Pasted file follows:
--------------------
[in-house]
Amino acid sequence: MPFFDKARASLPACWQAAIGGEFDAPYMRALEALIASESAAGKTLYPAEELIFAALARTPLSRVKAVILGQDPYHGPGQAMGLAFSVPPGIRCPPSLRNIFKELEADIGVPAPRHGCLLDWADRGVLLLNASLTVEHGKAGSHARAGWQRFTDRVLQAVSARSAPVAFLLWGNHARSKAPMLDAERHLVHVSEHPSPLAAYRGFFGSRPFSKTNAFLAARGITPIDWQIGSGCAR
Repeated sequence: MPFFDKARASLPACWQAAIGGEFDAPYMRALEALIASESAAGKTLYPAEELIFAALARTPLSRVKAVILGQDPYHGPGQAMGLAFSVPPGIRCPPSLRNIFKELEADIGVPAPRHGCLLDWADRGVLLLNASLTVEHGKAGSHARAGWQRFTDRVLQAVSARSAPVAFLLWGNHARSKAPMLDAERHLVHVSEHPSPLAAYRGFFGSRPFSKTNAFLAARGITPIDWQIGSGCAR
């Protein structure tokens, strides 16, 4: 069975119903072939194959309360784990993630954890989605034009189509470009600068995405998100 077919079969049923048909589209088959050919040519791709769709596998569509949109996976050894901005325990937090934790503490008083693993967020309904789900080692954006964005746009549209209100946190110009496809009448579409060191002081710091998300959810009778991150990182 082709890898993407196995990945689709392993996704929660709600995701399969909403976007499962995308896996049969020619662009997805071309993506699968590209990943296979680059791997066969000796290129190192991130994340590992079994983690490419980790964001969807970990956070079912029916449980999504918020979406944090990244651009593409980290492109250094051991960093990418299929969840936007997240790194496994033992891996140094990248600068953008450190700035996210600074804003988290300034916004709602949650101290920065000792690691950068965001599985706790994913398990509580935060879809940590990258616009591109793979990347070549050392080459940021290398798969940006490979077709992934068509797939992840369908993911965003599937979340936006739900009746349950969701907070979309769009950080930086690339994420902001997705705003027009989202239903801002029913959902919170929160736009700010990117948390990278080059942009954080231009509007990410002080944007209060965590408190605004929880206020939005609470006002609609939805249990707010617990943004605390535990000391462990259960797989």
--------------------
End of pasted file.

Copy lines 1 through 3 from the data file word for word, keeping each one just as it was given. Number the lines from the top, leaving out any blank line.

[in-house]
Amino acid sequence: MPFFDKARASLPACWQAAIGGEFDAPYMRALEALIASESAAGKTLYPAEELIFAALARTPLSRVKAVILGQDPYHGPGQAMGLAFSVPPGIRCPPSLRNIFKELEADIGVPAPRHGCLLDWADRGVLLLNASLTVEHGKAGSHARAGWQRFTDRVLQAVSARSAPVAFLLWGNHARSKAPMLDAERHLVHVSEHPSPLAAYRGFFGSRPFSKTNAFLAARGITPIDWQIGSGCAR
Repeated sequence: MPFFDKARASLPACWQAAIGGEFDAPYMRALEALIASESAAGKTLYPAEELIFAALARTPLSRVKAVILGQDPYHGPGQAMGLAFSVPPGIRCPPSLRNIFKELEADIGVPAPRHGCLLDWADRGVLLLNASLTVEHGKAGSHARAGWQRFTDRVLQAVSARSAPVAFLLWGNHARSKAPMLDAERHLVHVSEHPSPLAAYRGFFGSRPFSKTNAFLAARGITPIDWQIGSGCAR